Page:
7. Cajochen C, Zeitzer JM, Czeisler CA, Dijk DJ (2000) Dose-response relationship for light intensity and ocular and electroencephalographic correlates of human alertness. Behav Brain Res 115:75–83

  8. Charkoudian N (2003) Skin blood flow in adult human thermoregulation: how it works, when it does not, and why. Mayo Clin Proc 78:603–612

  9. Dijk DJ, Duffy JF, Czeisler CA (2000) Contribution of circadian physiology and sleep homeostasis to age-related changes in human sleep. Chronobiol Int 17:285–311

  10. Garaulet M, Ordovás JM, Madrid JA (2010) The chronobiology, etiology and pathophysiology of obesity. Int J Obes 34:1667–1683

  11. Harper DG, Volicer L, Stopa EG, McKee AC, Nitta M, Satlin A (2005) Disturbance of endogenous circadian rhythm in aging and Alzheimer disease. Am J Geriatr Psychiatr 13:359–368

  12. Hofman MA, Swaab DF (2006) Living by the clock: the circadian pacemaker in older people. Ageing Res Rev 5:33–51

  13. Kendall AR, Lewy AJ, Sack RL (2001) Effects of aging on the intrinsic circadian period of totally blind humans. J Biol Rhythm 16:87–95

  14. Kräuchi K (2002) How is the circadian rhythm of core body temperature regulated? Clin Auton Res 12:147–149

  15. Kräuchi K, Wirz-Justice A (1994) Circadian rhythm of heat production, heart rate, and skin and core temperature under unmasking conditions in men. Am J Physiol 267:R819–R829

  16. Kräuchi K, Cajochen C, Wirz-Justice A (2005) Thermophysiologic aspects of the three-process-model of sleepiness regulation. Clin Sports Med 24:287–300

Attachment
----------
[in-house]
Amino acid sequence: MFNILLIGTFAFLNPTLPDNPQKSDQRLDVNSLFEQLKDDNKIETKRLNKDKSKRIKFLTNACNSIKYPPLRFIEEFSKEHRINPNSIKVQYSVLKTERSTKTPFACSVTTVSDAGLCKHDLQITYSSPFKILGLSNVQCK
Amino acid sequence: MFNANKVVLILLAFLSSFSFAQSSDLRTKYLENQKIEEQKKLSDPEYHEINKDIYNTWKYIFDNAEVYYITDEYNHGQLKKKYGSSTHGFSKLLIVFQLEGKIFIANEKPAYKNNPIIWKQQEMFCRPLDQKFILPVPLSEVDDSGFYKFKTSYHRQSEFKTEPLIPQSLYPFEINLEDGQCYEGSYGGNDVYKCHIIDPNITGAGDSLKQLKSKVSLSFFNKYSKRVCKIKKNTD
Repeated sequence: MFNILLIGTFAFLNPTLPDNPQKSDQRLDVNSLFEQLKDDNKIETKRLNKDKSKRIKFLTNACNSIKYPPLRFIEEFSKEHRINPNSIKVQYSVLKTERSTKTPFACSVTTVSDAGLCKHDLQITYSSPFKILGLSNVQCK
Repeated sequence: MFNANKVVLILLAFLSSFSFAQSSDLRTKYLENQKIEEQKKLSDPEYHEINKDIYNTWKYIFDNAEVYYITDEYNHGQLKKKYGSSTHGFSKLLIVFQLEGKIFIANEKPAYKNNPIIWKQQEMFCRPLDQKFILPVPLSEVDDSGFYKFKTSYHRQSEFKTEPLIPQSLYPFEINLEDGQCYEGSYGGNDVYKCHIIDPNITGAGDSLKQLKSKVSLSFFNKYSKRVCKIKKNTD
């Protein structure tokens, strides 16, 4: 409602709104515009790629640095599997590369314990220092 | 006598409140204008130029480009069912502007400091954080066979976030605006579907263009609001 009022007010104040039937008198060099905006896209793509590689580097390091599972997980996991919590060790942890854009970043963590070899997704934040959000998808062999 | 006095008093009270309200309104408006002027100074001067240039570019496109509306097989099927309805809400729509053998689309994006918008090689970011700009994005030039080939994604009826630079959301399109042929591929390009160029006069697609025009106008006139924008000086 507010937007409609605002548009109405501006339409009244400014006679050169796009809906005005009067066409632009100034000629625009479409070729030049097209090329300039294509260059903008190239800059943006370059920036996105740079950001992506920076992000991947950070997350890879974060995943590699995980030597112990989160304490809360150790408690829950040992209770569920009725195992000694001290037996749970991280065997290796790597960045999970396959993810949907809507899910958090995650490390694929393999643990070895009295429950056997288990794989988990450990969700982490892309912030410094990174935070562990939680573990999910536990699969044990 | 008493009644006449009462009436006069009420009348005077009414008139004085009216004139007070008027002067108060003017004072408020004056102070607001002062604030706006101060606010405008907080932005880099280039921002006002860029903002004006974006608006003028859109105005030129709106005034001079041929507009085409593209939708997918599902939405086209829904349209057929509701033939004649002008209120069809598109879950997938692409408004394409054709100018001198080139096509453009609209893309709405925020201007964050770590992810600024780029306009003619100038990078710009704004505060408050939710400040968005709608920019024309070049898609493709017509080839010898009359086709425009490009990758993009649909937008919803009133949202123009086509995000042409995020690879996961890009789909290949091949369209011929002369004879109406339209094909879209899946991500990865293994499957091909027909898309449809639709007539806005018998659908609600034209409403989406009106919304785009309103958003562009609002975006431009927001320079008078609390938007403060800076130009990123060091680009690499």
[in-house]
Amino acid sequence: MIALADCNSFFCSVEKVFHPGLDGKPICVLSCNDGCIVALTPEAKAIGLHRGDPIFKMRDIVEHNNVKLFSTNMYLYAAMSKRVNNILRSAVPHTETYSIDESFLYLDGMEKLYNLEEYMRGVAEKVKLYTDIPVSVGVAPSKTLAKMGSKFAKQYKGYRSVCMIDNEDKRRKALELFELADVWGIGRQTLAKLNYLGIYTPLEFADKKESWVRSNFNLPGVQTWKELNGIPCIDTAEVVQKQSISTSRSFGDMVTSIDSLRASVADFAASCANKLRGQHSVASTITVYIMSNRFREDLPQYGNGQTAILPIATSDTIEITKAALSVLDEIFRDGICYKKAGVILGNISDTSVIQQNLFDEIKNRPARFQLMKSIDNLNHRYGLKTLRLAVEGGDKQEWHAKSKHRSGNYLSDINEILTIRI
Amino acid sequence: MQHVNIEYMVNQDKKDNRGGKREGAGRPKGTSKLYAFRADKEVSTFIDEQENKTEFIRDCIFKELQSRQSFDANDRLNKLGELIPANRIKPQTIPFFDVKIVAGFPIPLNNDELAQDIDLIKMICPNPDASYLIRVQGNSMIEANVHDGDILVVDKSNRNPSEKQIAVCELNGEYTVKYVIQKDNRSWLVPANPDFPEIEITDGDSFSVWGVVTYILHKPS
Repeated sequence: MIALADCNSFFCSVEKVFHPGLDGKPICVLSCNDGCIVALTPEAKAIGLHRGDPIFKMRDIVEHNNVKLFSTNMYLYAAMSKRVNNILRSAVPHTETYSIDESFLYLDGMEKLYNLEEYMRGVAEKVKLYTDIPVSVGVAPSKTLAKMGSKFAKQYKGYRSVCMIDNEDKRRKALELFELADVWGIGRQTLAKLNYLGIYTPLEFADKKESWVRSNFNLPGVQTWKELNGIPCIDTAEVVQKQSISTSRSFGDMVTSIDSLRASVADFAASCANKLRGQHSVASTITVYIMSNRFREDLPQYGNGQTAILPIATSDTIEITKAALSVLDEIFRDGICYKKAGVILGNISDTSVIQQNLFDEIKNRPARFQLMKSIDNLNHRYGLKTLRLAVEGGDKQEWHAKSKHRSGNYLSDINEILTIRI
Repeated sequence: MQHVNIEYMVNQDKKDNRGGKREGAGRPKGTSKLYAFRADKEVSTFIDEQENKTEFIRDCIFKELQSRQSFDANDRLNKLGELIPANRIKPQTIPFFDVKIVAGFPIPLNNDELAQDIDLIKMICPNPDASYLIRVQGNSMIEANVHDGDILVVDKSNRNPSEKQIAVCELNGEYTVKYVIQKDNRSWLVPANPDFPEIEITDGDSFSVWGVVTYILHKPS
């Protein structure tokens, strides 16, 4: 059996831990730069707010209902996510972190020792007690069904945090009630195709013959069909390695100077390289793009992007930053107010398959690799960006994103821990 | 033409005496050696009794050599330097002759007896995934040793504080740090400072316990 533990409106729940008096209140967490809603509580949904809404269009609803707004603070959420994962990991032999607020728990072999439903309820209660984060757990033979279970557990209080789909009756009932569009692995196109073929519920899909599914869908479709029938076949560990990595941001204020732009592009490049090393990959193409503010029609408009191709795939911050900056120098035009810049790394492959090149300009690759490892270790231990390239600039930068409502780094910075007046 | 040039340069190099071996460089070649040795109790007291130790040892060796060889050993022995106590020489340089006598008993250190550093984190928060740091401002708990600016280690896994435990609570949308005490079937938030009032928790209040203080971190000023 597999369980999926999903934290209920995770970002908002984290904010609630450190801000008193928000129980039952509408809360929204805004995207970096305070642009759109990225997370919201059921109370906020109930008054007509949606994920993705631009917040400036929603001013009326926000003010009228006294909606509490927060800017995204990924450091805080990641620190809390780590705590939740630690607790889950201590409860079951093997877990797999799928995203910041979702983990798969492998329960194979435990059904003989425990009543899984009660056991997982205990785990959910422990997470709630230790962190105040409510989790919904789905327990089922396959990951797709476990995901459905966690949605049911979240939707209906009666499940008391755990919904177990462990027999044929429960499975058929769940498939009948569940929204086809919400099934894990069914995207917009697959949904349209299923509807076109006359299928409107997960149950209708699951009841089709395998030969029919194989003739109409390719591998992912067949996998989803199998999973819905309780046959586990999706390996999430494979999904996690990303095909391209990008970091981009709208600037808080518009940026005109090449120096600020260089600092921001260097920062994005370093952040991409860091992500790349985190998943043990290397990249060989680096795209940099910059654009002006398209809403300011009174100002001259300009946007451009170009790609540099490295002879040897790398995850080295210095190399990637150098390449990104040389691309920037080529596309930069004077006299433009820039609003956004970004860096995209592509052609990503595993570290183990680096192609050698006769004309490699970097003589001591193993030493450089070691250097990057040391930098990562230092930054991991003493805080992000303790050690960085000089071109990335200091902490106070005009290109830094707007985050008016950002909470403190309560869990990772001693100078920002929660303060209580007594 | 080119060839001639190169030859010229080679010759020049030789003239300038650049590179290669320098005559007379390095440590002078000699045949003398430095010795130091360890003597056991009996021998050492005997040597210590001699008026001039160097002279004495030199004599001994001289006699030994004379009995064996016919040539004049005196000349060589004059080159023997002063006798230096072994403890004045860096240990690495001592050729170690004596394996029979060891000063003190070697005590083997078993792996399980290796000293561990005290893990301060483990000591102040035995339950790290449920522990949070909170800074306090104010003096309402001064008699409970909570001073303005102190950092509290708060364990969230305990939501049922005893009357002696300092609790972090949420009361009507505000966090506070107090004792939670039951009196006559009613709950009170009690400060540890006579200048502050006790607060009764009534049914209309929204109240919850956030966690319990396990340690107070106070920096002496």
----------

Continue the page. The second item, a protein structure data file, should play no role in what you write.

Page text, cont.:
17. Kräuchi K, Knoblauch V, Wirz-Justice A, Cajochen C (2006) Challenging the sleep homeostat does not influence the thermoregulatory system in men: evidence from a nap vs. sleep deprivation study. Am J Physiol Regul Integr Comp Physiol 290:R1052–R1061

  18. Martinez-Nicolas A, Ortiz-Tudela E, Rol MA, Madrid JA (2013) Uncovering different masking factors on wrist skin temperature rhythm in free-living subjects. PLoS One 8:e61142

  19. Martinez-Nicolas A, Madrid JA, Rol MA (2014) Day-night contrast as source of health for the human circadian system. Chronobiol Int 31:382–393

  20. McGraw K, Hoffman R, Harker C, Herman JH (1999) The development of circadian rhythms in a human infant. Sleep 22:303–310

  21. Minors D, Atkinson G, Bent N, Rabbit P, Waterhouse J (1998) The effects of age upon some aspects of lifestyle and implications for studies on circadian rhythmicity. Age Ageing 27:67–72

  22. Ortiz-Tudela E, Martinez-Nicolas A, Campos M, Rol MA, Madrid JA (2010) A new integrated variable based on thermometry, actimetry and body position (TAP) to evaluate circadian system status in humans. PLoS Comput Biol 6:e1000996. doi:10.1371/journal.pcbi.1000996

  23. Reilly T, Waterhouse J (2009) Circadian aspects of body temperature regulation in exercise. J Therm Biol 34:161–170

  24. Reiter RJ, Tan DX, Korkmaz A, Erren TC, Piekarski C, Tamura H, Manchester LC (2007) Light at night, chronodisruption, melatonin suppression, and cancer risk: a review. Crit Rev Oncog 13:303–328

  25. Rivkees SA (2003) Developing circadian rhythmicity in infants. Pediatrics 112:373–381

  26. Roenneberg T, Kuehnle T, Juda M, Kantermann T, Allebrandt K, Gordijn M, Merrow M (2007) Epidemiology of the human circadian clock. Sleep Med Rev 11:429–438